What Does Foliage Mean?
In botany, the term foliage refers to either a collective canopy of
leaves made up of many plants, or an individual tree or plant's grouping of leaves.
In other words, foliage is simply a grouping of leaves. Unlike the plant canopy, which is the upper top layer of a plant's foliage, the word foliage is used to represent the entire plant's leaves and leaf growth.
A plant grows the majority of its foliage during its vegetative stage.
Maximum Yield Explains Foliage
Foliage, which is the the aggregate of leaves of one or more plants, thrives best indoors, away from extreme weather conditions. For this reason, most foliage tends to grow the greatest in arid or tropical regions, where plants receive plenty of sunshine all year long.
To prevent a plant's foliage from yellowing, shedding, or drying, it is important to meet the plant’s specific environmental needs, such as proper exposure to the sun and regular watering. Likewise, a grower can often visually inspect their plant's foliage to gauge how healthy their plants are.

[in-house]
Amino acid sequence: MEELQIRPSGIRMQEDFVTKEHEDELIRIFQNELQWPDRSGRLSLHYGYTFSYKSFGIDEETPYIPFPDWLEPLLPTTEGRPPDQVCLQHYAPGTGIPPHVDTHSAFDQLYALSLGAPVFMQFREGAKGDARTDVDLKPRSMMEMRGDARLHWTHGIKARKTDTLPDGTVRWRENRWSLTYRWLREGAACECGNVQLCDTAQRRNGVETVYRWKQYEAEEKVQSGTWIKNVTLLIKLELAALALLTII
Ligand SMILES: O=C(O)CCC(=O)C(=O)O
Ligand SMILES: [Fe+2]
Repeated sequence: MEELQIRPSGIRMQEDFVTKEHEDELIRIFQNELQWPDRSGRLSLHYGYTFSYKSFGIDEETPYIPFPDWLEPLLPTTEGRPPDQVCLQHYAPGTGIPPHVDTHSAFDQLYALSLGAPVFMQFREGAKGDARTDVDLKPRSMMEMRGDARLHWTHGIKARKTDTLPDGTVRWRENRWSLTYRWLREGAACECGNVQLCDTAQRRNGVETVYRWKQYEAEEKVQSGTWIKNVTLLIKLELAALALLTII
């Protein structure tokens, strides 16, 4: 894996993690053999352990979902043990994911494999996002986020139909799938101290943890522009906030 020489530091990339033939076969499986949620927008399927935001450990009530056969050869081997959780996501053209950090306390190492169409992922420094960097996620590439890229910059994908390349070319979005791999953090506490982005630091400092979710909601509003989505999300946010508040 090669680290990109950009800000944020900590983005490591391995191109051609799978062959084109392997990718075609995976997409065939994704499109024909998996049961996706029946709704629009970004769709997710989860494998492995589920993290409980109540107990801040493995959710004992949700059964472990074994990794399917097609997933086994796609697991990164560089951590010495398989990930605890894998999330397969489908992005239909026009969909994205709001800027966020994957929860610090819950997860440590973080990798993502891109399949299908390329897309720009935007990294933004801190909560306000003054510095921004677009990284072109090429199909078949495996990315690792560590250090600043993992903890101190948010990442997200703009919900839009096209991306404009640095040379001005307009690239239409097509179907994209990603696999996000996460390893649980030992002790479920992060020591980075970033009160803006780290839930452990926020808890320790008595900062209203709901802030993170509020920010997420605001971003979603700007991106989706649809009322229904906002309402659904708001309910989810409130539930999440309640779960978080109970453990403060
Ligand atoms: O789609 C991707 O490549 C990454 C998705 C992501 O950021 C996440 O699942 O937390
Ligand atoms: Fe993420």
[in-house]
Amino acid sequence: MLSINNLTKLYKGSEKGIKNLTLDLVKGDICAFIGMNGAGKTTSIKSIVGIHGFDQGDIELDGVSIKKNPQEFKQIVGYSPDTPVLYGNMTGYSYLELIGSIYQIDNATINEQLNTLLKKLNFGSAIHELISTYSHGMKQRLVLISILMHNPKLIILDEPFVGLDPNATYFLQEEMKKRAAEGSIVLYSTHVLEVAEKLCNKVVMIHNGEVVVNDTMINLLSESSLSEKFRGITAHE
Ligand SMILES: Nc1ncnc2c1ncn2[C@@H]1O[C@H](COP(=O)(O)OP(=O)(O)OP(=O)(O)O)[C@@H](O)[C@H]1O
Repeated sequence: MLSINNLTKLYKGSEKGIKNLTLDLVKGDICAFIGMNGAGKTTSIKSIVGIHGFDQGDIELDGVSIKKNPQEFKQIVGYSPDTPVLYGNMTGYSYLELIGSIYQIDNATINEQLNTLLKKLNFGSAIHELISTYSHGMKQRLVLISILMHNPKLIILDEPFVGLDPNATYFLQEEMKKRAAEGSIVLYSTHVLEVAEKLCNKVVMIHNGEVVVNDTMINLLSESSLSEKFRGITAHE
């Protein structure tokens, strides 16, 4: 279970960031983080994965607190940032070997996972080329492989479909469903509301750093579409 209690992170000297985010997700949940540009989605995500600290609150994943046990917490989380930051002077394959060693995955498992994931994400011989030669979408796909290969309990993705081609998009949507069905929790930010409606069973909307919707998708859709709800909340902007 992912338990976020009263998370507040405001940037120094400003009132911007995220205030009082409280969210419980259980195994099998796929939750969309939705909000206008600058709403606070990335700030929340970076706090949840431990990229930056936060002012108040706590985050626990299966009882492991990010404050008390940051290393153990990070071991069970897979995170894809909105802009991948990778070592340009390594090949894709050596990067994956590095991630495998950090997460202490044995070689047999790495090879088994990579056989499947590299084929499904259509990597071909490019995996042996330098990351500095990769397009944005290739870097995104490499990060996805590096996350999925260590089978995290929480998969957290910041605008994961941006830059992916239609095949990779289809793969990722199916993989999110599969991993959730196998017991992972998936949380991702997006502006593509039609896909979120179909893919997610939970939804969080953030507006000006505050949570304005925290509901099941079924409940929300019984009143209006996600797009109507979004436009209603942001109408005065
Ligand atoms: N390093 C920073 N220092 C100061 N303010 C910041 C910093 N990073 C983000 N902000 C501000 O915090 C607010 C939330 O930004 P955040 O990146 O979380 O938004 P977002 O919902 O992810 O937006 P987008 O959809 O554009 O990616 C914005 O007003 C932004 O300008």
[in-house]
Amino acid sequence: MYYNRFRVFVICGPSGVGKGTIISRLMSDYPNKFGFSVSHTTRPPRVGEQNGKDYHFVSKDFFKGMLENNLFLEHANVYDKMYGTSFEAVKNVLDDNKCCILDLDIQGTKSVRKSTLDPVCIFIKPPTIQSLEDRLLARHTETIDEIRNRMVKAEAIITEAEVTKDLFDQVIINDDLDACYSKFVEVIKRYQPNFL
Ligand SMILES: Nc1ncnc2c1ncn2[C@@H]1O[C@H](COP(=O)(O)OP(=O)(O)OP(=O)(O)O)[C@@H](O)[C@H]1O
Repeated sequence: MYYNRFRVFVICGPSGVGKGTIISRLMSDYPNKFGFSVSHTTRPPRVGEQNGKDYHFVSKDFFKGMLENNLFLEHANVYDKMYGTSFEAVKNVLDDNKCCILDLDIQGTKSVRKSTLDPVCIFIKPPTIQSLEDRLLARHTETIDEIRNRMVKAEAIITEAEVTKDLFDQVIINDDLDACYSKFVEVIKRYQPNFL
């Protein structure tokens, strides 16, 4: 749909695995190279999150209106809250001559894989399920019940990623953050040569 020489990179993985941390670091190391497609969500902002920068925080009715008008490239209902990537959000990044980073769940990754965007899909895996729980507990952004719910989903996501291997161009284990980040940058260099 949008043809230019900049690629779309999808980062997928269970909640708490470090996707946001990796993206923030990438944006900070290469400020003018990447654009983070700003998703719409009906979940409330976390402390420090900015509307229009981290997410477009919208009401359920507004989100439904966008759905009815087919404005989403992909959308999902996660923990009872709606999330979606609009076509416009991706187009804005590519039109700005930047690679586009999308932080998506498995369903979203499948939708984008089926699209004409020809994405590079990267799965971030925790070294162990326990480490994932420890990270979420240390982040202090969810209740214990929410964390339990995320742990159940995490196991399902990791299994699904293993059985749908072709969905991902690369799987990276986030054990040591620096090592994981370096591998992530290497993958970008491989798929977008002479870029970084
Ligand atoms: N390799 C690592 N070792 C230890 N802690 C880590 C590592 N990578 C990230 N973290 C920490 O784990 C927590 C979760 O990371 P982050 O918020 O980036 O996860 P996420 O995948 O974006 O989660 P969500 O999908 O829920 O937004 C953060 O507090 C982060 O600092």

Plants such as annuals, perennials, shrubs, and evergreens sport light and airy foliage, some of which is multi-colored. Artemisias, for example, are known for their rich blue, orange, purple, and silvery-gray hues.
Plants that are propagated and sold solely for their ornamental leaves are known as foliage plants, otherwise called green plants. Many plants are considered foliage plants, especially ferns and money trees.
In some plants, their foliage changes according to the season, with most trees bearing gold and russet leaves during autumn. Most foliage tends to appear green over spring and summer. Many types of leaves don’t normally sustain frozen temperatures, which is why most trees don’t present any type of foliage during winter.